“We’re going to see family and see the mountains again because when I lived in Colorado and Utah I loved the mountains. We’ll stop by and see some old friends from back in the day and just enjoy, relax a little bit and make the most of the trip.

“We don’t have any hardcore plans. It’s just kinda going to be what happens, happens! I’m glad all this worked out. This is great.”

Senior Hospice Specialist Tricia Curtis said, “This is something we love to do too and a part that nobody sees a lot of.

Treaster replied, “Well, you guys do so much good for us. I mean, just whatever I need, you make it happen. Donna has been exceptional in getting me everything I need.”

Along with the tickets, Treaster received $200 in travel money and was given a card and gift from the Kindred Hospice team.

The card read, “At this very moment we are hoping you can feel the caring that is in so many hearts right now. We’re wishing that you know how special you truly are. Greg, you’ve taught us in such a short time that it’s not all about the years in your life, but how much life is in your years. We’re praying that you have a blessed trip.”

Asked what the news of being granted his dream meant to him, Treaster said, “This is just great! It’s beyond exciting. I get to go out West and see everybody again on [Dream Foundation’s] dime. It will be a time to celebrate and have a little fun. I’m real thankful for everything and feel really blessed by it — very, very blessed for all that these ladies and gentlemen have done. This just reflects the constant care they show.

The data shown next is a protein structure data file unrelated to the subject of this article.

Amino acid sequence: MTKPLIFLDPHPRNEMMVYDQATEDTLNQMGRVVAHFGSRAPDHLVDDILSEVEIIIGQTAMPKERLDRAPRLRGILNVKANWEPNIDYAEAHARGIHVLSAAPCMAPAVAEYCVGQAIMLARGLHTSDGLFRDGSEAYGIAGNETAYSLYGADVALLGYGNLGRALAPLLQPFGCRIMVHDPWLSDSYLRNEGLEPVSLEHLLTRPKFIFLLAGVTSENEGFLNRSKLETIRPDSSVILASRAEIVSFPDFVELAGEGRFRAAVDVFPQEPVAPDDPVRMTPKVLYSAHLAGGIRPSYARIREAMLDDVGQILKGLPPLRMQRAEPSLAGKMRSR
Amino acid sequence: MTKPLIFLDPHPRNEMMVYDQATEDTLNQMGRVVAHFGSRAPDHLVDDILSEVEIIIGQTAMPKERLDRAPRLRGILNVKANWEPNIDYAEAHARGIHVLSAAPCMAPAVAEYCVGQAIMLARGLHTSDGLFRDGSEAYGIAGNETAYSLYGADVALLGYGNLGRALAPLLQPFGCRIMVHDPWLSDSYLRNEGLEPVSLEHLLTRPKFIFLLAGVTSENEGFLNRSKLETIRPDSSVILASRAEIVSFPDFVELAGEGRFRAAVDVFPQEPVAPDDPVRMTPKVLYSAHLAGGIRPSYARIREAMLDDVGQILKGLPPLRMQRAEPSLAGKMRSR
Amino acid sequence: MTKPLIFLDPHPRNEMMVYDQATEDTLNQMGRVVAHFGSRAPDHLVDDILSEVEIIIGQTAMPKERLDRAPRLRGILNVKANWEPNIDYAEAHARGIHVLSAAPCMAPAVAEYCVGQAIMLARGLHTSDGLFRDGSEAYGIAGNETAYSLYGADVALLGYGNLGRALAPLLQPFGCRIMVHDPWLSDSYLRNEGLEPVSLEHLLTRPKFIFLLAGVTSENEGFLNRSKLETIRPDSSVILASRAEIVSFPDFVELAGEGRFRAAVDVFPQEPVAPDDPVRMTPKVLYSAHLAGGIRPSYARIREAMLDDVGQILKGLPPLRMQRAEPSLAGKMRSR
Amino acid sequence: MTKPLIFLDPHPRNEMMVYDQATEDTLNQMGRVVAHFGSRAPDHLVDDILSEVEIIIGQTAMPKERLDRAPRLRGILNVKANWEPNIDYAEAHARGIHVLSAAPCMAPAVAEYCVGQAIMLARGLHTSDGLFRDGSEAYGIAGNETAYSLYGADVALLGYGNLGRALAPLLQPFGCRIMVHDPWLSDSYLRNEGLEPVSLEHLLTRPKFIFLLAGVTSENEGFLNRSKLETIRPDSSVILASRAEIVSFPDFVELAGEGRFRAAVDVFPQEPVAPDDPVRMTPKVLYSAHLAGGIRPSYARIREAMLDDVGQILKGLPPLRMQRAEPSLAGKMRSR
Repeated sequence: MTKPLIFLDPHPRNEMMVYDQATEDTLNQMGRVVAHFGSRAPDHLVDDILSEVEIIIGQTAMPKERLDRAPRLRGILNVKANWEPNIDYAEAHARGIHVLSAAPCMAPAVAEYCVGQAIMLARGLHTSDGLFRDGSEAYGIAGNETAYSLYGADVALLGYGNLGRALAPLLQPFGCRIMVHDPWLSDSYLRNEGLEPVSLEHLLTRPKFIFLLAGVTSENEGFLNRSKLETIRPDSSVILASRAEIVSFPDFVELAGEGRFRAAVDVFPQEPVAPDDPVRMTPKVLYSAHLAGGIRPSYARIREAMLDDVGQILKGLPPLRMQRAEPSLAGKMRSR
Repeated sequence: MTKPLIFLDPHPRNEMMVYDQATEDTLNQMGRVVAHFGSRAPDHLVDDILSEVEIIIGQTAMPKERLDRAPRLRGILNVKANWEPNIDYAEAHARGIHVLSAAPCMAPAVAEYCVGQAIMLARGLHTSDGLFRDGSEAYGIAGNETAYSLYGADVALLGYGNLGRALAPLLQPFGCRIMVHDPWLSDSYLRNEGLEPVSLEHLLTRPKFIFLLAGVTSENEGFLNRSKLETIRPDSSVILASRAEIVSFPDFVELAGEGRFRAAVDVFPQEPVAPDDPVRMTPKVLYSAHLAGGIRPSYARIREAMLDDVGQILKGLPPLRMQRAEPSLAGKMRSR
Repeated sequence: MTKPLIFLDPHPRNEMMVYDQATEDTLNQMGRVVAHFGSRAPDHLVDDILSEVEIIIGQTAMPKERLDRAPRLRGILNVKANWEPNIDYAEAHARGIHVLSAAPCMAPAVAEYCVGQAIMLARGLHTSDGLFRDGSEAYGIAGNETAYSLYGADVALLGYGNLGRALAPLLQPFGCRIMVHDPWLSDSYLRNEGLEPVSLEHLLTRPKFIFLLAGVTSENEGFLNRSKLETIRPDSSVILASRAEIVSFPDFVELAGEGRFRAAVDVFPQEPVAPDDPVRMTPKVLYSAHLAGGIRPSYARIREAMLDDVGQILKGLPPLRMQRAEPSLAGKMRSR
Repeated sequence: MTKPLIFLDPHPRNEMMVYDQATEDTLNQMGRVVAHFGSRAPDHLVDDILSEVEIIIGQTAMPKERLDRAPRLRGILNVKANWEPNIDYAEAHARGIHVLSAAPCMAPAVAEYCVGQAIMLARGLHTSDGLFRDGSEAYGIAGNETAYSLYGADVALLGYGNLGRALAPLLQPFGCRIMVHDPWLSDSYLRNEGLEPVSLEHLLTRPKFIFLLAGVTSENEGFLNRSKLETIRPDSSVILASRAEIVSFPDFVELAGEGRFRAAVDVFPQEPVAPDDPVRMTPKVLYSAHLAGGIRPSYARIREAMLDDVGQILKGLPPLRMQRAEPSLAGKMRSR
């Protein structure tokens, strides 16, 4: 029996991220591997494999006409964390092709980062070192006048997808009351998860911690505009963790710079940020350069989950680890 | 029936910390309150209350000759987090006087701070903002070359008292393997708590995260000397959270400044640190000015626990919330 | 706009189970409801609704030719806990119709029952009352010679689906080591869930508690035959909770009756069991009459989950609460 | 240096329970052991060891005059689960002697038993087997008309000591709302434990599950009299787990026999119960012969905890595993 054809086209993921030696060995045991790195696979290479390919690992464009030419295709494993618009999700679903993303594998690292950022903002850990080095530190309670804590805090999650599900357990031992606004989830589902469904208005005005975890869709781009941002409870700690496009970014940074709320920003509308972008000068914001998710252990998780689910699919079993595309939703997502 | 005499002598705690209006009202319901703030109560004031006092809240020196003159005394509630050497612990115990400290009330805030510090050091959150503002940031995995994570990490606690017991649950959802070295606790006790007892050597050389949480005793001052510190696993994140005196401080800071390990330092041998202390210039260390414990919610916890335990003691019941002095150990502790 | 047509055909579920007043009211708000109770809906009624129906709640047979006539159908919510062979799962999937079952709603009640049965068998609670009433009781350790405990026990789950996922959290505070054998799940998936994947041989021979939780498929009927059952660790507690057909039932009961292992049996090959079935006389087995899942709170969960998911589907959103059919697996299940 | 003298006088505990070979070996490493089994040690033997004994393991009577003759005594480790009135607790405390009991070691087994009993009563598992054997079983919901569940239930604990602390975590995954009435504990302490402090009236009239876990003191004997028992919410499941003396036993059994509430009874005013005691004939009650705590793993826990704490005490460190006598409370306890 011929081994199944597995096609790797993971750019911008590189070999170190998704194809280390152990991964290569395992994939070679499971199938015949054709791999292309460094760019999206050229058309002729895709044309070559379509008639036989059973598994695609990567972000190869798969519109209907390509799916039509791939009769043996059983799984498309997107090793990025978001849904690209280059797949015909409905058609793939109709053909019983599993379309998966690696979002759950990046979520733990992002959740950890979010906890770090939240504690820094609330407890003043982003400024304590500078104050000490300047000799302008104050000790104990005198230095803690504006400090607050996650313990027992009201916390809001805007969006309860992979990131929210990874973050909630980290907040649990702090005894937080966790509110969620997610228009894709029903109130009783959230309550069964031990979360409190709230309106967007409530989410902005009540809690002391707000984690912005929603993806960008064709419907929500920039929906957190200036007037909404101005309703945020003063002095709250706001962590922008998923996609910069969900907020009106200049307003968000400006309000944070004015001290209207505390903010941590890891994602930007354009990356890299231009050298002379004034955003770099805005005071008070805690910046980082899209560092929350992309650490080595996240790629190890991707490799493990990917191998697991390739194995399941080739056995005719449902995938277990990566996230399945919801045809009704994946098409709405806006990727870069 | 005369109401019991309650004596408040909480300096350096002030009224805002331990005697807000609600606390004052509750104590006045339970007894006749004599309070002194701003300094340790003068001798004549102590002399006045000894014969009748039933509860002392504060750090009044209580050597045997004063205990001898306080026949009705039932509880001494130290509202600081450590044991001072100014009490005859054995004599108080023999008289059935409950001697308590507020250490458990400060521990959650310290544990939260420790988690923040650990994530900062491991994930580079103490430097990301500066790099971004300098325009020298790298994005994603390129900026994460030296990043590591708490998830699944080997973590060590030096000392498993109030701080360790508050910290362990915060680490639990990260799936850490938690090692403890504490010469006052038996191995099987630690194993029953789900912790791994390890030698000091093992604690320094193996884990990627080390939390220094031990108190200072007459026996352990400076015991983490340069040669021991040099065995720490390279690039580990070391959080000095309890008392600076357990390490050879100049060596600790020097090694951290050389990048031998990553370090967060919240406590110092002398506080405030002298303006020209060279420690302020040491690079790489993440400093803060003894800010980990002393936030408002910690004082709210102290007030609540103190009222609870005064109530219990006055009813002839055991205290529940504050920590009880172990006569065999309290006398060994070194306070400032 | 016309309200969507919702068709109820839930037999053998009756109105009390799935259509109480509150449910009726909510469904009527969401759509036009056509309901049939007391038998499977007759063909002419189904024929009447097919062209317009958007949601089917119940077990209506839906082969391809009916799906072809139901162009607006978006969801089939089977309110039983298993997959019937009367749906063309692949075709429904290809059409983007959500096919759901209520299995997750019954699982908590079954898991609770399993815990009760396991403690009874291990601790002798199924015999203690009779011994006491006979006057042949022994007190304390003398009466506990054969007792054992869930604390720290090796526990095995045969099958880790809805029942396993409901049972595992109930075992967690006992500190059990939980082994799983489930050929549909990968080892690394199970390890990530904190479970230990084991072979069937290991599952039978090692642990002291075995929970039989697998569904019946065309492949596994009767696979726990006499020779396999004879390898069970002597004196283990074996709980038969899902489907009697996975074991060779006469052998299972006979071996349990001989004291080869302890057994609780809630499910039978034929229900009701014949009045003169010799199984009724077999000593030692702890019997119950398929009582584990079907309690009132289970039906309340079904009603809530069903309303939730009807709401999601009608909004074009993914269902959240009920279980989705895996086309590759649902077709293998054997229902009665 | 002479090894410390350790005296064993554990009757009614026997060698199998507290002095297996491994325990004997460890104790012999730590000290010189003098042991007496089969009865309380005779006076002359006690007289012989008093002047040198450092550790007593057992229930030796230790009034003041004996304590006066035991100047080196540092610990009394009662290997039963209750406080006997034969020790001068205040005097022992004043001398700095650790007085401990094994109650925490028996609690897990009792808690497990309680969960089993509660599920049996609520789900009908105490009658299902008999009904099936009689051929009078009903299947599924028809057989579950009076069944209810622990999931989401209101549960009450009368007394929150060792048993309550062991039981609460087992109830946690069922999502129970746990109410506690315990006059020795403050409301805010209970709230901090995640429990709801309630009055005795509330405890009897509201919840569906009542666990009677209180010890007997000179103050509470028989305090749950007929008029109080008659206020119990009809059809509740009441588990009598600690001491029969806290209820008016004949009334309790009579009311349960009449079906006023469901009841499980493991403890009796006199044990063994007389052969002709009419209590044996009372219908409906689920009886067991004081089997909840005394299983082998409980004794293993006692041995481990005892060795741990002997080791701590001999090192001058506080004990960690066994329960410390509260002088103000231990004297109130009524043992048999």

“It’s a one-time thing per se, but at the same time this shows how focused they are on the client. You know, they don’t just focus on keeping you pain free. They focus on every aspect of your life — not just one aspect, the entire part of it.

“They’ve been real good about keeping us comfortable and keeping us informed too. They’ve been great about letting us know what’s going on with this and that — and if I have any questions about medications, they’ve been great answering them. If I need something, they’ll continue just like that.”

Treaster’s wife, who is originally from Utah, is excited to go back West for a visit too but admits that dealing with her husband’s illness hasn’t been easy.

“I think I’ve been handling it very well,” Alecia said. “I’m very supportive.”

Treaster said, “She is very supportive. Everything that I need, she’s been very supportive in everything we’ve done. She’s been right there with me the whole time. She could have stayed out there. She could have said, ‘You know what? My family’s all out here, my career’s out here — I’ll just stay out here.’ I would have been fine with that, but she dropped everything, gave up everything and she’s gone with me everywhere I’ve needed to go.”

Team member Kelly Farkis said, “I can give an observation. It’s really neat to see the love between the two of them as far as, whatever Greg decides, Alecia is right behind him. It’s just, ‘Whatever you think.’ I’m sure it’s hard supporting a family member coming onto hospice, but she’s right there behind him and rooting him on every step of the way.

"We do this day in and day out and we walk into so many different scenarios and this is one of those ones that you go into it to be a blessing to other people and they end up blessing you more. This is the best part of our job.”

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Kevin Jenkins is a reporter for the Daily Journal and can be reached at 573-518-3614 or